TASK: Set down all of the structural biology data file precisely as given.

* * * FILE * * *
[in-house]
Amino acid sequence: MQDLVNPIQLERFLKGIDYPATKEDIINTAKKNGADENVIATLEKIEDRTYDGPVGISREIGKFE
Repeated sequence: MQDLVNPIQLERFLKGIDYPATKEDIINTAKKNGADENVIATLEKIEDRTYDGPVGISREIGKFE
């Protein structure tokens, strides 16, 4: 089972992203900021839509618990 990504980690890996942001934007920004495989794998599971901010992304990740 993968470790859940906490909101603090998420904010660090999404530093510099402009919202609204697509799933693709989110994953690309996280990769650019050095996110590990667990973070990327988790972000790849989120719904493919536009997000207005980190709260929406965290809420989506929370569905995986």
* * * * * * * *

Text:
[in-house]
Amino acid sequence: MQDLVNPIQLERFLKGIDYPATKEDIINTAKKNGADENVIATLEKIEDRTYDGPVGISREIGKFE
Repeated sequence: MQDLVNPIQLERFLKGIDYPATKEDIINTAKKNGADENVIATLEKIEDRTYDGPVGISREIGKFE
């Protein structure tokens, strides 16, 4: 089972992203900021839509618990 990504980690890996942001934007920004495989794998599971901010992304990740 993968470790859940906490909101603090998420904010660090999404530093510099402009919202609204697509799933693709989110994953690309996280990769650019050095996110590990667990973070990327988790972000790849989120719904493919536009997000207005980190709260929406965290809420989506929370569905995986």